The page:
Apologies in advance, as we are going to be a wee bit repetitive here. Repetitive because Japanese has this amazingly amazing capacity to form words through the simple process of repetition, or what linguists call reduplication.
The Japanese term for this craft is 畳語 (jōgo), a compound of the characters for 畳む (tatamu, fold) and 語 (go, word). The idea is that there are two layers of the same piece of structure folded over one another, just like the straw layers of a tatami mat. So, for the sake of simplicity let’s call them tatami words — and unfold them a little bit.
Perhaps the most frequent — and definitely best-known — type of tatami words are onomatopoetic expressions. It’s きらきら (kirakira) for things that twinkle, かりかり (karikari) for things that crunch, ぺらぺら (perapera) for speaking a foreign tongue with ease, and べらべら (berabera) for doing the same with one’s own tongue. These are just a few of an almost uncountable number of such expressions. In fact, there are so many that one sometimes wonders whether there is any repeat combination of two kana left that does not claim some onomatopoetic meaning.
Imitating sounds is also a factor that may produce tatami words in child language. Probably best known among these are わんわん (wanwan) for dog, にゃーにゃー (nyānyā) for cat, and ぶーぶー (būbū) for car. However, reduplication in the speech of children may also occur without any onomatopoetic science involved. Some examples of this type are おめめ (o-meme, eyes), おちんちん (o-chinchin, willy) and おてて (hands).
In some cases, saying something twice may serve the very straightforward purpose of emphasizing there is more than one of that something. Though Japanese does not normally mark words for plural, there are a few cases where this “more is more” principle applies. Often using the repetition mark 々, these include 人々 (hitobito, people), 国々 (kuniguni, countries) and 日々 (hibi, days).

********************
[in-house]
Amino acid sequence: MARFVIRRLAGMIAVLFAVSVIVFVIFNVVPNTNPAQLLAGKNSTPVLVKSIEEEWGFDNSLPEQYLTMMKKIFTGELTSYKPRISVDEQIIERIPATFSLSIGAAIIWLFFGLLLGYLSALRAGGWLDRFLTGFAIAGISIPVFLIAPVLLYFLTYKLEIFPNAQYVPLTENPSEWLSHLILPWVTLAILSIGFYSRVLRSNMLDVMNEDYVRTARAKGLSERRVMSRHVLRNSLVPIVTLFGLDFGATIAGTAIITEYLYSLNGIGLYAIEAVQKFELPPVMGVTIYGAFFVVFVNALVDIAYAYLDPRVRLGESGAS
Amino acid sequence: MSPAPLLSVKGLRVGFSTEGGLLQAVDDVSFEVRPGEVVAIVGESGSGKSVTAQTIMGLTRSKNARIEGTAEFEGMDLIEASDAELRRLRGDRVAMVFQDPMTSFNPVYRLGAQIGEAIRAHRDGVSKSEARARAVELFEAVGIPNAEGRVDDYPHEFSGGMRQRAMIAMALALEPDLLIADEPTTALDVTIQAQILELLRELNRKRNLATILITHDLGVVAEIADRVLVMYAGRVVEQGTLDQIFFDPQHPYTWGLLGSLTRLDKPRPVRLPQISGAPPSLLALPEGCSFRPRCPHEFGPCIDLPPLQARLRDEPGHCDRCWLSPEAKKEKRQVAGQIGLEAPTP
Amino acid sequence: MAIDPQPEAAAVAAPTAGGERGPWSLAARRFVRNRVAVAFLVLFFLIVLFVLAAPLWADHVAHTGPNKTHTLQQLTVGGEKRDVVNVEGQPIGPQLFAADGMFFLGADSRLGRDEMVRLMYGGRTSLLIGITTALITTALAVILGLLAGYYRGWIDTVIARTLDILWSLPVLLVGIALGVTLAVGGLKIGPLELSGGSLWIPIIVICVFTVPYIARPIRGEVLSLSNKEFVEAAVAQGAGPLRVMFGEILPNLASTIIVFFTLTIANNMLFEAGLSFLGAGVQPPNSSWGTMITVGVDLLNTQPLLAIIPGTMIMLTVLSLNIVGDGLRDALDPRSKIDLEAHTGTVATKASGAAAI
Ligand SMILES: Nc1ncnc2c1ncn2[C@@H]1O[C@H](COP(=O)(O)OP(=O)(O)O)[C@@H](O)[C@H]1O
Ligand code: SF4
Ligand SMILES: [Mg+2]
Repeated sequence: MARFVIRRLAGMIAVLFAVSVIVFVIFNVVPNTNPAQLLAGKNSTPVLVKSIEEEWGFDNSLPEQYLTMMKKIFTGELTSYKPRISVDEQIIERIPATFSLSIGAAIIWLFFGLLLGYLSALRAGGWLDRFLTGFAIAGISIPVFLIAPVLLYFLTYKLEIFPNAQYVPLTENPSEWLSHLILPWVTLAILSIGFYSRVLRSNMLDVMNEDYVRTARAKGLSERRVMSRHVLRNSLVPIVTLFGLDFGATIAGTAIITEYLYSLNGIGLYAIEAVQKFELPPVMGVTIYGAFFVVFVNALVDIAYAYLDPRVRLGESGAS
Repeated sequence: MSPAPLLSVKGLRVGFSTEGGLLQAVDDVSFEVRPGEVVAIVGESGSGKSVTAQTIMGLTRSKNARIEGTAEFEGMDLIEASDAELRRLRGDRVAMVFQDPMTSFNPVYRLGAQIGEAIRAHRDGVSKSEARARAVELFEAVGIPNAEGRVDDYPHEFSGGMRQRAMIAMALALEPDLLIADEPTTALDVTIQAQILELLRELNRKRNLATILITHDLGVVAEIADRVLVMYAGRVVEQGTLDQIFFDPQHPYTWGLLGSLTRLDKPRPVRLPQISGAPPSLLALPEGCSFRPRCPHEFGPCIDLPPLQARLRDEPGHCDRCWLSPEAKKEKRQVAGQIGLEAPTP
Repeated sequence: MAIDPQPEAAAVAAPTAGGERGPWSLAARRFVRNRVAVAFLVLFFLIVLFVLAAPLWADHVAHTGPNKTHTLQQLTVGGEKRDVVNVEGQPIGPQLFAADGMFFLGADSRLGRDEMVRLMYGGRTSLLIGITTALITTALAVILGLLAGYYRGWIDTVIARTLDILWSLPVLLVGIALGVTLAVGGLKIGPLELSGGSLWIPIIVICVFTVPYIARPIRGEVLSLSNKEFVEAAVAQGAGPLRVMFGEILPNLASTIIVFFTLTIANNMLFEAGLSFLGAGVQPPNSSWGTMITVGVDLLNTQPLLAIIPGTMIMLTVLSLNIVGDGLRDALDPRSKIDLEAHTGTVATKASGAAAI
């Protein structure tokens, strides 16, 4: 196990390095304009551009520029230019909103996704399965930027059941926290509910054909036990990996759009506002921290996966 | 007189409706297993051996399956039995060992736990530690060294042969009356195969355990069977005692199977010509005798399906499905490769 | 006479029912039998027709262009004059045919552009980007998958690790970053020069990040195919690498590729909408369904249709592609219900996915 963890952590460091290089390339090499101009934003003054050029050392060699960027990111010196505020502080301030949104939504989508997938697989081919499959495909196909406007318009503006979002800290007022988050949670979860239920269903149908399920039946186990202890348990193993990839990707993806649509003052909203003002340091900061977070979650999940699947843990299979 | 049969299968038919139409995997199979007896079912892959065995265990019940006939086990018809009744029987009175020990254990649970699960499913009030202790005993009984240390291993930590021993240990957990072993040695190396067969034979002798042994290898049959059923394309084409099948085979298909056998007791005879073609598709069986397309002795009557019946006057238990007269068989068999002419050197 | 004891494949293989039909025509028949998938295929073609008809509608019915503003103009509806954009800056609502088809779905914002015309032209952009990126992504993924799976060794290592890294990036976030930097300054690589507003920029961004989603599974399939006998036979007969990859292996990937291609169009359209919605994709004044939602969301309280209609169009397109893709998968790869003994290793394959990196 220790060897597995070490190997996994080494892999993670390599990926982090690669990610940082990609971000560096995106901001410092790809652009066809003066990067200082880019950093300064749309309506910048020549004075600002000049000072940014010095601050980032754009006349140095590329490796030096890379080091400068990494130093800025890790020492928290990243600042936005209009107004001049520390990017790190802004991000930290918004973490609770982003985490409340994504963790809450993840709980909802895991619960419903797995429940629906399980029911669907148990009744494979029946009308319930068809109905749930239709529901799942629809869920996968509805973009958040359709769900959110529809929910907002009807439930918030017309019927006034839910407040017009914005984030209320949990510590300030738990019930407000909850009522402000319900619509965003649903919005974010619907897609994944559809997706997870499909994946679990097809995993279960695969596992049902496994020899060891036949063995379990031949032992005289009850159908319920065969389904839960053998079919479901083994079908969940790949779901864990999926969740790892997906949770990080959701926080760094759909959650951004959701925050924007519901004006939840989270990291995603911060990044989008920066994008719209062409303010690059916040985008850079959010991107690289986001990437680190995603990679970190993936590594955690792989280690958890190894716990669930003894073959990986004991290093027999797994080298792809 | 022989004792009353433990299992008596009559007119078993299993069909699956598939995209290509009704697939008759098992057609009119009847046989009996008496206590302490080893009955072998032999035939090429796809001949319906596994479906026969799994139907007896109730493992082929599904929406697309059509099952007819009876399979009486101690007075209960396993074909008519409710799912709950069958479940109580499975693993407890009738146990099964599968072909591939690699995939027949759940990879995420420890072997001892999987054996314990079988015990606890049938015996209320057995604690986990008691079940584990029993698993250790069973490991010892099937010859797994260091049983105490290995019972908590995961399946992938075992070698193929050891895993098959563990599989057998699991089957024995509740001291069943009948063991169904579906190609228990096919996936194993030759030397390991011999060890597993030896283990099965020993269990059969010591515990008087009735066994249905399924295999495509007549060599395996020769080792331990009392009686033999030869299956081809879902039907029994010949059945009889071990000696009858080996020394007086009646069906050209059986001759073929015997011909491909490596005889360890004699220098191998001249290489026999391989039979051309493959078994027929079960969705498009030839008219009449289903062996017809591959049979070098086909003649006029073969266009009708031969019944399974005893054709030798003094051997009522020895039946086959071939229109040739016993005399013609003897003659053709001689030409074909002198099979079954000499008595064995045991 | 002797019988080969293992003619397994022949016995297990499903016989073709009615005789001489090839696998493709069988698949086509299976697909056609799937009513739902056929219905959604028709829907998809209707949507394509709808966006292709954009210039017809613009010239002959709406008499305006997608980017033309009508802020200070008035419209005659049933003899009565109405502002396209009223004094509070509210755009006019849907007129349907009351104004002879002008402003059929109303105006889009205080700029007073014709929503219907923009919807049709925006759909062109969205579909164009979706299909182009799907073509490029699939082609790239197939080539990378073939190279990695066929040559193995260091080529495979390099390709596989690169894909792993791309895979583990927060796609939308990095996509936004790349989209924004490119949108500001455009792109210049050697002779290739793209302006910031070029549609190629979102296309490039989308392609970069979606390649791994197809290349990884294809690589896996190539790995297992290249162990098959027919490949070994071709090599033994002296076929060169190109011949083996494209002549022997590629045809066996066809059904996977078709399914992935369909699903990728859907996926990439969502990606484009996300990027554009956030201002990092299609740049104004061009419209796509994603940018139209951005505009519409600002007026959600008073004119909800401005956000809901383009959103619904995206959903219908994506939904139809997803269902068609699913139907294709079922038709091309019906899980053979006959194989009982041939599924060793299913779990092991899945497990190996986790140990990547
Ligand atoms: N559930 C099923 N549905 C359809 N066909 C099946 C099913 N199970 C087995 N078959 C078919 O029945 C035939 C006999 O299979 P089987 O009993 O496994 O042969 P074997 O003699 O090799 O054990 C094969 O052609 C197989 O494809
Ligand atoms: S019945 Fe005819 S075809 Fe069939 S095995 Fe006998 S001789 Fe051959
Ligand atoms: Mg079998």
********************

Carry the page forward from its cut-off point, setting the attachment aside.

Related to plural and yet somewhat different, there are a lot of cases where tatami words express heterogeneity or individuality. Examples that come to mind here are 色々 (iroiro), 様々 (samazama), and まちまち (machimachi), all meaning “various,” or “a large variety of.” The individuality of people in a group comes across very well in terms such as 個人個人 (kojinkojin), a reduplication of the noun “individual,” and 一人一人 (hitorihitori), repeating that “each single person” is concerned. Note that this latter term is commonly written as a kanji-kana blend (一人ひとり), as if to visually emphasize that no two people are the same.
This brings us to yet another important function of repeats, which is to express force or intensity. If you do your work ガンガン (gangan), you are toiling away like a madman, and if you meet someone you haven’t seen for ages, it’s 久々 (hisabisa). Something that happens in the twinkling of an eye can be labeled as 見る見る (mirumiru), while things that seem to go on forever are described as 延々 (en’en).
Many tatami words carry a sense of expressiveness that goes beyond mere intensity. A doubled 寒い (samui, cold), as in 寒々 (samuzamu), conjures up images of wintry bleakness not exclusively related to cold. On the other end of the temperature spectrum we have 熱々 (atsuatsu), which may be used to refer to something scalding hot, but can also be said about people passionately in love. A similar notion, albeit with a more lighthearted undertone, is expressed by ラブラブ (raburabu) from the English “love,” illustrating the fact that repetition does not even shy away from loanwords.
And neither is it restricted to the word level. Take for example the title of Hirokazu Koreeda’s 2008 movie “歩いても歩いても” (“Aruite mo Aruite mo”) — itself a quote from Ayumi Ishida’s iconic 1968 hit single “Blue Light Yokohama” — where the conjunctive form of the verb aruku (walk) and the particle mo are doubled to convey a sense of indefinite repetition — a meaning somewhat reflected by the English translation of the title, “Still Walking.” Add a negative verb form to this pattern and you can express impossibility with a touch of despair, as in 読んでも読んでもわからない (Yonde mo yonde mo wakaranai, “No matter how often I read this, I just can’t understand it”) or 待っても待っても来ない (Matte mo matte mo konai, “I wait and wait, but so-and-so just doesn’t show”).
Speaking of so-and-sos, tatami words may also be used as placeholders, in a very similar way to how the English example sentence above does. Expressions like 何々 (naninani) and 誰々 (daredare) are quite helpful when you need to refer to an unspecified thing or person, respectively. And we mustn’t forget 云々 (unnun), which comes in most handy when you would like to indicate that you could go on about this for ages but think you’ve said enough and would like to leave it at that. Best English translation: and so on.